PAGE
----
Nick Harper reflects on Luis Suarez's bite ban, Ronaldo's peculiar punishments and some good ol' Ghanaian in-fighting...
Day 15 of the World Cup was a very strange affair. Easily the weirdest of the World Cup so far, and full of really bad news.
You'll have probably heard by now that Luis Suarez received his punishment for sinking his fangs into the shoulder of Giorgio Chiellini. Finally, after deliberating through the night, FIFA's disciplinary committee finally issued an official statement which read:
"The player Luis Suarez is regarded as having breached art. 48 par. 1 lit. d of the FIFA Disciplinary Code (FDC) (assault), and art. 57 of the FDC (an act of unsporting behaviour towards another player)."
And then something about art. 38 par. 2a, a bit about art. 22 of the FDC and, of course, an obvious reference to art. 21, which can't have surprised any of us.
The top and bottom of it was that Suarez had been handed a record nine-game ban and a four-month ban from "all football activity", which makes it the toughest World Cup suspension in the history of, like, ever.
It beats the previous FIFA record for an act of wanton thuggery: the eight-match ban imposed on Italy's Mauro Tassotti for breaking Luis Enrique's nose at the 1994 World Cup. Given that Enrique is now the manager of Barcelona, the club who have apparently agreed to sign Suarez, who now wouldn't be able to play for them until November, you have to pity the poor Spaniard's luck – particularly if he has signed a psychotic cannibal for an inflated fee.
As part of the punishment, Suarez is not allowed near a football ground for all of those four months, nor is he allowed to talk about football, look at a football or even think about a football at any point over the next 16 weeks. Otherwise his fine of 100,000 Swiss Francs (£66,000) will probably be increased to a more appropriate £666,000 – the number of The Beast.
He'll still be paid by his club, though (unless he's gone to Barcelona), so he can expect £3 million in wages for contributing literally nothing at all. He might think of it as a kind of loyalty bonus for all his excellent work as a club brand ambassador over the last few months.
Now Suarez should have known FIFA were about to throw the book at him as soon as Bruce Springsteen got involved. He – 'The Boss' – spoke today of his love of The Soccerball World Cup, saying he'd watched "a little bit". "What are the rules about biting in the World Cup?" asked The Boss, who didn't wait for an answer. "There probably should be a rule," he sighed. "Because biting has no place in sports."
So is four months fair? The Original Ronaldo refused to be drawn, but said FIFA should have adopted the approach he employed when dealing with little children who bite. "I know that bites hurt," said Big Ron. "My young kids used to bite me and I used to punish them. In my room, punishment is called 'The Dark Room with the Big Bad Wolf'... I suppose for an adult, four months with no football is the same."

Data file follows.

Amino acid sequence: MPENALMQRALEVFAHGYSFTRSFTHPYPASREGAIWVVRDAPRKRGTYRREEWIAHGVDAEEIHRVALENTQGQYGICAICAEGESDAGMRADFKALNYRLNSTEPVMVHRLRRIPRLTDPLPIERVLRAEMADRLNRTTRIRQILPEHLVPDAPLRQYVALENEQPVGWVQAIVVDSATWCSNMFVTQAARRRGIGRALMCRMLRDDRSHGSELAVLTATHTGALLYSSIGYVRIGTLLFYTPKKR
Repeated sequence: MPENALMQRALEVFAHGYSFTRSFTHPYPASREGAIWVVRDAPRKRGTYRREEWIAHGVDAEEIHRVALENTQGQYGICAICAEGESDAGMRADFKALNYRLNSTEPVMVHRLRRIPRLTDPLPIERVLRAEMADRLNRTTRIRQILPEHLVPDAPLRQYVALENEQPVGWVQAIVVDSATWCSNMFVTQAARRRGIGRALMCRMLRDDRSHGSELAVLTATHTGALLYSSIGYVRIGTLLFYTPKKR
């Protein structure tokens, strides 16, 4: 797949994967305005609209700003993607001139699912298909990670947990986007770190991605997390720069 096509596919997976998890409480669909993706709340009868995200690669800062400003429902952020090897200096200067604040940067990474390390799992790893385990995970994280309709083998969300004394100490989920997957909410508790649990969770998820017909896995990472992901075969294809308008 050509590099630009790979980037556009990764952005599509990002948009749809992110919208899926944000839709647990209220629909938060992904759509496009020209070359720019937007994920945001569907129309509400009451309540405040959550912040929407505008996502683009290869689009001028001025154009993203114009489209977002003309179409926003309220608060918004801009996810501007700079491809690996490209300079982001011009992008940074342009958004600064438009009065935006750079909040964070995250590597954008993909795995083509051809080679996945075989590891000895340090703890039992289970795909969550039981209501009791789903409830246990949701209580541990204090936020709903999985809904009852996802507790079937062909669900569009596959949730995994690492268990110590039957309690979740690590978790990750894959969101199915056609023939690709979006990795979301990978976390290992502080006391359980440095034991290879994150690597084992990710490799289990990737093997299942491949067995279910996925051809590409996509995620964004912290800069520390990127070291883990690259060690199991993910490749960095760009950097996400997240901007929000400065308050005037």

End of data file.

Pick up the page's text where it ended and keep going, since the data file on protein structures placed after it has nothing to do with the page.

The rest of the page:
If The Dark Room is big enough, let's hurl Ghanaian midfielders Sulley Muntari and Kevin-Prince Boateng in there too. The pair were suspended indefinitely by the Ghana Football Association for disciplinary reasons and sent home from Brazil today.
Ahead of the team's crucial final Group G game with Portugal (that they lost), and just days after Ghana's president sent £1.76m in a suitcase on a plane to bribe the players not to walk out, Boateng is alleged to have hurled "vulgar verbal insults" at coach Kwesi Appiah during training. Muntari went a step further, with an "unprovoked physical attack" on a Ghanaian official that apparently and allegedly involved a broken MacBook Pro.
Boateng disputed the accusation, counter-claiming that the coach had actually abused him. "He insulted me," he alleged. "There were words like: 'F*** off'."
Words like'F*** off'? What might they have been, then? Boateng sadly didn't say, but let's shove the coach in The Dark Room with them and they can all fight it out together. Our money's on The Wolf.
Other stuff that happened
Elsewhere, there was some other news on Day 15. But be warned, not much of it was good.
There were some noises from Argentina suggesting that Sergio Aguero will miss the rest of the World Cup with "an injury", which is a pity.
Iran manager Carlos Queiroz announced his marriage was over and said he was getting divorced, which is also not ideal. "You can’t have a marriage when there is only one side that wants to marry," he said, in a clever metaphor for him leaving his job. He wanted a new contract, it never came... "The last 11 months I’ve waited and waited. There was a moment I was forced to take a decision, and today I just came here to say thank you." Thank you and goodbye.
And then some stats revealed that the actual playing times in games throughout this World Cup is 55.2 minutes, down more than 15 full minutes on South Africa 2010. That was a filthy old tournament and this has been a carnival by comparison, proving that it's quality not quantity. But even so, this is somehow an outrage and we're not best pleased.
Andrea Pirlo has reversed his decision to retire from international football. Now that's got to be good news! Only he's 35 and seems determined to play until he literally cannot move. This is bad news! Know when to bow out, Il Maestro.
There was some good news: Cristiano Ronaldo finally scored a goal! Boom! And Portugal finally won a game! Honk honk! But they still went out because Germany beat USA 1-0 to send them both through instead. Ah, balls!!
So no, there was no good news at all yesterday. And here's some really, really bad news to end on. Today is an official 'rest day', so there will be no football whatsoever for at least 24 hours. Get back in bed, close your eyes and come back tomorrow.